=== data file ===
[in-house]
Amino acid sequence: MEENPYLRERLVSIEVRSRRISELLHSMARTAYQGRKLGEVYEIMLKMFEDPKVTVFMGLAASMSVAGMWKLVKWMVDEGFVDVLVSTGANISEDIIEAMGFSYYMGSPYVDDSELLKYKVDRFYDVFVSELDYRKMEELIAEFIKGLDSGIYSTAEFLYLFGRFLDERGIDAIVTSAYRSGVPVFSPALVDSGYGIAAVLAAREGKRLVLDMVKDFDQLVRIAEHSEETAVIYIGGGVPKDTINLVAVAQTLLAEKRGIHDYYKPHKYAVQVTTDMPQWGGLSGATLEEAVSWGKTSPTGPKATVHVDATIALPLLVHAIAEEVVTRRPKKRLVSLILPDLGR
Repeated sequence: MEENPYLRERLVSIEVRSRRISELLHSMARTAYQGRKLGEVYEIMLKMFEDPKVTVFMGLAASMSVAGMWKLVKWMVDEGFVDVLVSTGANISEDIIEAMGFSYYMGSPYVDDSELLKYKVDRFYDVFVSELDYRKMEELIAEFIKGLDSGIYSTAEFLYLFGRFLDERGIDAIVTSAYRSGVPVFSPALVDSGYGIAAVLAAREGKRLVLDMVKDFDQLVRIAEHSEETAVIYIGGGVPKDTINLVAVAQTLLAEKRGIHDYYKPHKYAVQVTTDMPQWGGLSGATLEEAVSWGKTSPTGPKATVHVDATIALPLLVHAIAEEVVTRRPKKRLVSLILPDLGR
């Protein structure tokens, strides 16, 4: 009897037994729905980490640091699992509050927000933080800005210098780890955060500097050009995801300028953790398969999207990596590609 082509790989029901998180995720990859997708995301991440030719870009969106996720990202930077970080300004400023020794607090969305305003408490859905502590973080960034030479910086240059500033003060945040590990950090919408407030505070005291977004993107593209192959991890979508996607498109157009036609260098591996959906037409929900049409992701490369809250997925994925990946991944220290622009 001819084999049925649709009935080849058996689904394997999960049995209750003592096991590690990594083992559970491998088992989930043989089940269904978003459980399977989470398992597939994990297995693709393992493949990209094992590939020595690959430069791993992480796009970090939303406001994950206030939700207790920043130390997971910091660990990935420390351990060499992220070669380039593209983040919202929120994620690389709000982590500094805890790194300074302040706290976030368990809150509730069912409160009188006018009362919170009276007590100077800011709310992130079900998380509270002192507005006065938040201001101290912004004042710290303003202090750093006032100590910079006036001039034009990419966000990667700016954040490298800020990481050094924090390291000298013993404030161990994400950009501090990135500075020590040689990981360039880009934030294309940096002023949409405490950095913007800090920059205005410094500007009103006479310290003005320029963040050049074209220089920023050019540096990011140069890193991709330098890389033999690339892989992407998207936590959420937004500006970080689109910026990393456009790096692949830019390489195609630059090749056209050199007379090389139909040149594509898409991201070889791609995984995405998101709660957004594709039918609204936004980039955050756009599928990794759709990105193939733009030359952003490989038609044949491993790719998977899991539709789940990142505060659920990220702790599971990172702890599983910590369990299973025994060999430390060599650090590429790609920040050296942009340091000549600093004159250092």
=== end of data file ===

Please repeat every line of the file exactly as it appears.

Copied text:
[in-house]
Amino acid sequence: MEENPYLRERLVSIEVRSRRISELLHSMARTAYQGRKLGEVYEIMLKMFEDPKVTVFMGLAASMSVAGMWKLVKWMVDEGFVDVLVSTGANISEDIIEAMGFSYYMGSPYVDDSELLKYKVDRFYDVFVSELDYRKMEELIAEFIKGLDSGIYSTAEFLYLFGRFLDERGIDAIVTSAYRSGVPVFSPALVDSGYGIAAVLAAREGKRLVLDMVKDFDQLVRIAEHSEETAVIYIGGGVPKDTINLVAVAQTLLAEKRGIHDYYKPHKYAVQVTTDMPQWGGLSGATLEEAVSWGKTSPTGPKATVHVDATIALPLLVHAIAEEVVTRRPKKRLVSLILPDLGR
Repeated sequence: MEENPYLRERLVSIEVRSRRISELLHSMARTAYQGRKLGEVYEIMLKMFEDPKVTVFMGLAASMSVAGMWKLVKWMVDEGFVDVLVSTGANISEDIIEAMGFSYYMGSPYVDDSELLKYKVDRFYDVFVSELDYRKMEELIAEFIKGLDSGIYSTAEFLYLFGRFLDERGIDAIVTSAYRSGVPVFSPALVDSGYGIAAVLAAREGKRLVLDMVKDFDQLVRIAEHSEETAVIYIGGGVPKDTINLVAVAQTLLAEKRGIHDYYKPHKYAVQVTTDMPQWGGLSGATLEEAVSWGKTSPTGPKATVHVDATIALPLLVHAIAEEVVTRRPKKRLVSLILPDLGR
């Protein structure tokens, strides 16, 4: 009897037994729905980490640091699992509050927000933080800005210098780890955060500097050009995801300028953790398969999207990596590609 082509790989029901998180995720990859997708995301991440030719870009969106996720990202930077970080300004400023020794607090969305305003408490859905502590973080960034030479910086240059500033003060945040590990950090919408407030505070005291977004993107593209192959991890979508996607498109157009036609260098591996959906037409929900049409992701490369809250997925994925990946991944220290622009 001819084999049925649709009935080849058996689904394997999960049995209750003592096991590690990594083992559970491998088992989930043989089940269904978003459980399977989470398992597939994990297995693709393992493949990209094992590939020595690959430069791993992480796009970090939303406001994950206030939700207790920043130390997971910091660990990935420390351990060499992220070669380039593209983040919202929120994620690389709000982590500094805890790194300074302040706290976030368990809150509730069912409160009188006018009362919170009276007590100077800011709310992130079900998380509270002192507005006065938040201001101290912004004042710290303003202090750093006032100590910079006036001039034009990419966000990667700016954040490298800020990481050094924090390291000298013993404030161990994400950009501090990135500075020590040689990981360039880009934030294309940096002023949409405490950095913007800090920059205005410094500007009103006479310290003005320029963040050049074209220089920023050019540096990011140069890193991709330098890389033999690339892989992407998207936590959420937004500006970080689109910026990393456009790096692949830019390489195609630059090749056209050199007379090389139909040149594509898409991201070889791609995984995405998101709660957004594709039918609204936004980039955050756009599928990794759709990105193939733009030359952003490989038609044949491993790719998977899991539709789940990142505060659920990220702790599971990172702890599983910590369990299973025994060999430390060599650090590429790609920040050296942009340091000549600093004159250092």